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    Royal Range Rover with Presidential Past Hits the Market, Fetching a King’s Ransom

    In an extraordinary blend of British royalty and American presidential glamour, a dark sapphire 2016 Range Rover that once ferried Queen Elizabeth II and Prince Philip to greet then-U.S. President Barack Obama and First Lady Michelle Obama has been put up for sale. The vehicle, which boasts a mere 29,299 kilometers (around 18,204 miles) on the odometer, was part of the royal fleet for two years and saw sporadic use, adding to its exclusive provenance and appeal.

    The Range Rover’s moment in the spotlight came during the Obamas’ state visit in April 2016. The royal couple used it to welcome the American President and his wife, who arrived by helicopter in the vicinity of Windsor Castle, and then together, they proceeded to the castle for lunch. In an unusual break from protocol, Prince Philip, then 94, personally drove the vehicle, eschewing the armored Cadillac limousine typically transported overseas for the President’s use.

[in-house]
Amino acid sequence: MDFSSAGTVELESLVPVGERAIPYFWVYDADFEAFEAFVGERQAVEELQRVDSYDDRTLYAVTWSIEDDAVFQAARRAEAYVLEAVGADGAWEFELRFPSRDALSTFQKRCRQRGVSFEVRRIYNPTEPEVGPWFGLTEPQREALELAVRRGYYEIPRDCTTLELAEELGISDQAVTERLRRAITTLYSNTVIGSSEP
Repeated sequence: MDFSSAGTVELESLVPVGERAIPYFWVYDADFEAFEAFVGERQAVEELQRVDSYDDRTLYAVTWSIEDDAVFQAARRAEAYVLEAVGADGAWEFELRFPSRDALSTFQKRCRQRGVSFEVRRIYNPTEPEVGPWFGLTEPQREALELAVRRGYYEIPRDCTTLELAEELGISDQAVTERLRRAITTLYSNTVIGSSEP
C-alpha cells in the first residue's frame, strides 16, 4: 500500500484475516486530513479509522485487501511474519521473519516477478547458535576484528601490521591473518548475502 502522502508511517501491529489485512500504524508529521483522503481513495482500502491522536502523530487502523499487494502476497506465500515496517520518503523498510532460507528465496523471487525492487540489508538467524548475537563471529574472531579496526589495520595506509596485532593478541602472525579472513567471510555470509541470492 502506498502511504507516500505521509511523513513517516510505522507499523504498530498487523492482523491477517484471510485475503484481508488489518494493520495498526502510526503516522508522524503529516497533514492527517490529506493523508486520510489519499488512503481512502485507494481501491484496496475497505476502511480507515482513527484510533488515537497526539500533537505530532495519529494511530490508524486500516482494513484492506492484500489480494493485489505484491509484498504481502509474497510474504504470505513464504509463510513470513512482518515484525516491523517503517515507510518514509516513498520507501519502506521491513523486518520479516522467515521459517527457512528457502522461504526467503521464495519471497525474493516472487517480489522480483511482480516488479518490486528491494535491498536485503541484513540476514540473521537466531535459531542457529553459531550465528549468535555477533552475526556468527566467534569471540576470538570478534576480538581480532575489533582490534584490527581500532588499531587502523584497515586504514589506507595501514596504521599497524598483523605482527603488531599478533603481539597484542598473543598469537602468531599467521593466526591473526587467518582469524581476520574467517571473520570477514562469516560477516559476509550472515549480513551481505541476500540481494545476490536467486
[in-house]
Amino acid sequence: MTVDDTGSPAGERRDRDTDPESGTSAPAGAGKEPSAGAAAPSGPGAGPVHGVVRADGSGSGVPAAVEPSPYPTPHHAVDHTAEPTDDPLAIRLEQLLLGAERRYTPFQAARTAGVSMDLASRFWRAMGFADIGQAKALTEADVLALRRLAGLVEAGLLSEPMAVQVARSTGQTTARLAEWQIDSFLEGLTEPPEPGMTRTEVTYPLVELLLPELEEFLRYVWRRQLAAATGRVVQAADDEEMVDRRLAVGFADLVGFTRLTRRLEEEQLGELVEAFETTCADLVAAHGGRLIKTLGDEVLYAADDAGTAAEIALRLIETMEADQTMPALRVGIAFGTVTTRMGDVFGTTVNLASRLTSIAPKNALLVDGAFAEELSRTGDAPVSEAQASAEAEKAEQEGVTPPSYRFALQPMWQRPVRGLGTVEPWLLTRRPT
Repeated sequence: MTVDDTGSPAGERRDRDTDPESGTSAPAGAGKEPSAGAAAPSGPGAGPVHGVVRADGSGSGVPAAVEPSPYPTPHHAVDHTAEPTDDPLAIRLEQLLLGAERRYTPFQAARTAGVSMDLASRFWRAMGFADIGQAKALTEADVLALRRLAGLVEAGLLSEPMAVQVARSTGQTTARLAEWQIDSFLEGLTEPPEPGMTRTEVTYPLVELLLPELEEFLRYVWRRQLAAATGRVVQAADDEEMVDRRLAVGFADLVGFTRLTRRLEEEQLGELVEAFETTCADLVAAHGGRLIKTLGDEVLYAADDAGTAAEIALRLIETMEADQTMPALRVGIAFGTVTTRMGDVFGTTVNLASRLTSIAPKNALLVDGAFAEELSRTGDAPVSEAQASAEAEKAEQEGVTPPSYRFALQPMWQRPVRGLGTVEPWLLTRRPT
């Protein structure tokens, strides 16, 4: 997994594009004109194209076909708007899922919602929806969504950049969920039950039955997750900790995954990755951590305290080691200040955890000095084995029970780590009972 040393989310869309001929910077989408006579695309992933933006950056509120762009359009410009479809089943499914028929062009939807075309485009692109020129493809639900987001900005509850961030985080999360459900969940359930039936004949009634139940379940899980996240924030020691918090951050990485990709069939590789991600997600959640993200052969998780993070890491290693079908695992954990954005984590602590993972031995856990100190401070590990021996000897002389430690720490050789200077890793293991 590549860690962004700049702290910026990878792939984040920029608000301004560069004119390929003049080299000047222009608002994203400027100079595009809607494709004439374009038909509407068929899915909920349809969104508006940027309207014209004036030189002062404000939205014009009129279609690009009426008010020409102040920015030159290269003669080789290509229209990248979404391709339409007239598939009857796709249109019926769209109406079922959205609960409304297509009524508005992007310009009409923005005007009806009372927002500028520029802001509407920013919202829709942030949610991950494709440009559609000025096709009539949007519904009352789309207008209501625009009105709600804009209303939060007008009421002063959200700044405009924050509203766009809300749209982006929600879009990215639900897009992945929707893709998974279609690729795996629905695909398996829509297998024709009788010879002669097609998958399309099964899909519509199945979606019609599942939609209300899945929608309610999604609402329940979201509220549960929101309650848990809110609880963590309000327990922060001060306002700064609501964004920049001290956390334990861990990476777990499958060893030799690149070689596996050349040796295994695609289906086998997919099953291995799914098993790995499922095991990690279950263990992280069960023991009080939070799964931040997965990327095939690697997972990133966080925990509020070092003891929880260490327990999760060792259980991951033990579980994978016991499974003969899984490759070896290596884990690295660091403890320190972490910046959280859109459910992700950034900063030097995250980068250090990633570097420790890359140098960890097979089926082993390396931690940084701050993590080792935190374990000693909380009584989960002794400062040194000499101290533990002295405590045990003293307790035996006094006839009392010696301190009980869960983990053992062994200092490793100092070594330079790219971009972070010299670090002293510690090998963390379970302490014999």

After serving the royal household, the SUV returned to the dealership network, changing owners twice but remained lightly used, as evidenced by its current mileage. It has now found its way to Bramley Motor Cars, a dealership specializing in used luxury vehicles, ready to find its next custodian.

    This Range Rover retains several modifications made for the Queen, including a retractable step for easier access. Remarkably, it is being sold with the same license plate number, OU16XVH, it bore during its royal service. The asking price exceeds that of even the most well-equipped new Range Rovers of the current generation, reflecting its unique history and royal connection.

    “Some people think it’s going to be the same price as the standard Range Rover. Obviously, this is not the case,” Mr. Jack Morgan-Jones of Bramley Motor Cars told Sky News. “The last time this car was sold by us, the Queen was still alive. This will be the first time it will be sold where she is no longer around anymore, so there is a premium to pay for it,” he added, highlighting the vehicle’s increased collectability and significance.

    Morgan-Jones further noted, “Anyone can go and buy a new Ferrari, but not everyone can go and buy the Queen’s car.” This sentiment underscores the unique opportunity for collectors and enthusiasts to own a piece of history, linking British royalty to an iconic American presidency.

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